I feel there is a certain responsibility not to pre-judge, isn't that a basic tenet of Christian teaching?

    Yes. Of course you are right. In fact it's like the with the pharisees. They accused Jesus for eating with sinners, and he answered them with: the sick need the physician, not the healthy. So yeah, Jesus wouldn't be like that.

    It has to do with another part of the faith. The bible is full of occurrences of demons and evil spirits. And it tells them to be careful, awake, and keep away from them. However most people don't read the bible properly. They don't understand what that means! They don't understand what goal the demons in the bible allways have: to make people to hate, judge, condemn and not love God and each other.

    So, I guess it is understandable for a "normal" Christian to shy away from these things because he or she doesn't understand, but I agree that a priest should know better.

    Of everything, generally, the way a family ought to be.

    That is a good thing.

    and my uncle fully and enthusiastically participated. Much like myself I think he understood (he passed away two months ago) that intent is what is important, it doesn't matter what you call a ceremony or your God/s and/or Goddesses as we're all part of something bigger. He wasn't one for ego and did a lot of interfaith work along with taking on/pioneering a lot of other equality initiatives

    Now to be honest, I don't fully agree with this. Just take a – pretty stupid – example: Imagine you believed you could fly. So you jump of a building. This believe is not equal to the believe that you as a human bean can not fly in fact. Objectively even. Get's you killed. And thus I do believe you can be closer to the truth and further. Also in spiritual matters...

    However I fully agree with not judging. Like at all. As if any of us were better than others... such nonsense.

    For an umbrella faith which ought to be very easy-going there are some very egotistic entitled types in the community who will insist on there being specific right ways and wrong ways of doing things. "Eclectics" (as those who don't follow just one path are known) can be viewed as frothy, whimsical or undedicated. Whereas I find Wicca and some higher forms of Druidry (let's not even touch on Crowleyism and other ceremonial magicks) extraordinarily dogmatic, much like a formal church and entirely missing the point. You might get some Wiccans suggesting other forms of witchcraft aren't valid because they are blind to seeing how it works without the structure and formality of Wicca; conversely you'll find some hedge witches and people in traditional covens/circles who won't acknowledge Wicca because it is so (relatively) new. People who won't accept you as a Druidic practitioner because you're not a member of OBOD or such. I know one published Heathen academic authoress well who is terribly arrogant, she presents an argument (based on history) that Heathenry is the only authentic tradition still existing and so is dismissive and quite rude of any other Pagan's beliefs if they are not also Heathen. It's sad... unfortunately you get good peeps and assholes in every faith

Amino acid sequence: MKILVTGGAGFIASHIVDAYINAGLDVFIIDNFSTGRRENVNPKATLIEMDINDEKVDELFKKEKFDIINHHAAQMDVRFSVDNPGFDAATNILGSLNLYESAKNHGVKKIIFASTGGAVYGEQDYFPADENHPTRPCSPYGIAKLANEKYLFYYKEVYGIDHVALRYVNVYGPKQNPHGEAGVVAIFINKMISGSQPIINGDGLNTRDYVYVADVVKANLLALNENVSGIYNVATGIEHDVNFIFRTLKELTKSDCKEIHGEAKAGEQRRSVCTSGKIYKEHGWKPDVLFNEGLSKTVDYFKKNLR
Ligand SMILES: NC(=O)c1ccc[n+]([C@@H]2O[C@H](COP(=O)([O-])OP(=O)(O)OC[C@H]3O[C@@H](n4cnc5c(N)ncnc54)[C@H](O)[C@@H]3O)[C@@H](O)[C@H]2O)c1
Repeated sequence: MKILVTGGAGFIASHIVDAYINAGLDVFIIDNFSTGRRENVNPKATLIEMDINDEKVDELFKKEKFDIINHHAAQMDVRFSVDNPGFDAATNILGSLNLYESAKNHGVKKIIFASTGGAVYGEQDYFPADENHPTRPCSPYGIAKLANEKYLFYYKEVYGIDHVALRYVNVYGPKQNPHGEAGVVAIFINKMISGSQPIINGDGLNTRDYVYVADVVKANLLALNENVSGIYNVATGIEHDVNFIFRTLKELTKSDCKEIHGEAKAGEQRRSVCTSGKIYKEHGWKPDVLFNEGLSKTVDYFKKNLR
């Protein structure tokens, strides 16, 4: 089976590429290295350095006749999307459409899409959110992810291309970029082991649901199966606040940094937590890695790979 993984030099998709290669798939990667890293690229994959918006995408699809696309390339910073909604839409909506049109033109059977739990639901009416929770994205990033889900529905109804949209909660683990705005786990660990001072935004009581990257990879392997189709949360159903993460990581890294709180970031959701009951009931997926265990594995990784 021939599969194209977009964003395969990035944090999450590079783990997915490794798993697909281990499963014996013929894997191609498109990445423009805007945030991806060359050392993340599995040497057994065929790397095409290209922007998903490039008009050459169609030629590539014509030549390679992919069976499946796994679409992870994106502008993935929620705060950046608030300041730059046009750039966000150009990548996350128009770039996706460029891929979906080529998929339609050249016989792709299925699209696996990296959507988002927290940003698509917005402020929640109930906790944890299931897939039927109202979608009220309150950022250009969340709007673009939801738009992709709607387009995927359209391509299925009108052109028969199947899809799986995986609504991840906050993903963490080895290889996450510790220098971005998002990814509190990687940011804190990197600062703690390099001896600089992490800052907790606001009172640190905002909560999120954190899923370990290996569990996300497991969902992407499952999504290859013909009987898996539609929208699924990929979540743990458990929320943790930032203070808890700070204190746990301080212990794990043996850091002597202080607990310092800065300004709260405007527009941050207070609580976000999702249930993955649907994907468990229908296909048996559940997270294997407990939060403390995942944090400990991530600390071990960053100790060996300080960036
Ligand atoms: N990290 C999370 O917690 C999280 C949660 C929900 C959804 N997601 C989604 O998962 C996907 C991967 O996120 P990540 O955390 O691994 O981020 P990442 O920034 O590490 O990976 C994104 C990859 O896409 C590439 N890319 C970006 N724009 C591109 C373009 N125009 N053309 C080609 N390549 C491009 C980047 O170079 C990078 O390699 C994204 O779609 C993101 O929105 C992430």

Yeah, Christians killed each other. They killed each other over being right. What. The. Fuck.

    You never know what is true, not 100%. I take a scientific approach to most things myself, married with logic, though have been learning to trust my gut more. The thing is I don't feel I need to be certain of anything. My belief system seems to the only one which I can make fit science and logic too. We explain with science now things which seem phenomenally simple basic concepts yet which if you showed to somebody a thousand years ago would be branded as magic. The things I'm involved with/tapped into I don't view as magic, rather as science which is yet to be explained. I don't need to know the specifics of how something works, if it does.

    So experimenting hmm. Yeah, that kind of makes sense. But also feels a bit like playing with fire...

    I think I kinda get where you're trying to ask, maybe. My anchor is myself and the faith understanding that all energy is recycled. I don't see the Gods and Goddesses as literal, but as aspects of whatever the divine actually is.

    So you're actually a Pantheist? Would that fit?



  • @petrapark3r I dont hide it. why should I?



  • @petrapark3r said in Do you hide your faith?:

    So you're actually a Pantheist? Would that fit?

    I would say not, when I've read about Pantheism (which I haven't done a great deal of, admittedly) it hasn't clicked with me and some of the ideas don't quite gel with my beliefs.


  • One Woman Army

    @Matt_Aranha said in Do you hide your faith?:

    @petrapark3r said in Do you hide your faith?:

    So you're actually a Pantheist? Would that fit?

    I would say not, when I've read about Pantheism (which I haven't done a great deal of, admittedly) it hasn't clicked with me and some of the ideas don't quite gel with my beliefs.

    Yeah, as with Paganism it seems, there are many ways of Pantheism too. But basically Pantheism means the idea, that God is actually everything, that everything is God. But maybe you don't see it that way, maybe that was just my mistake...

    Just for the record: The christian faith is a form of Pan-en-theism, which means that even though creation and God ar distinct (are not one and the same) that God is in everything and everything is in God.



  • I always wondered if casual religious people actually have faith or if they play along just because it's more convenient than the alternative






By using TalkWithStranger, you are accepting our privacy and usage terms . You must be 18+ or 13+ with parental permission to use our online chatting site.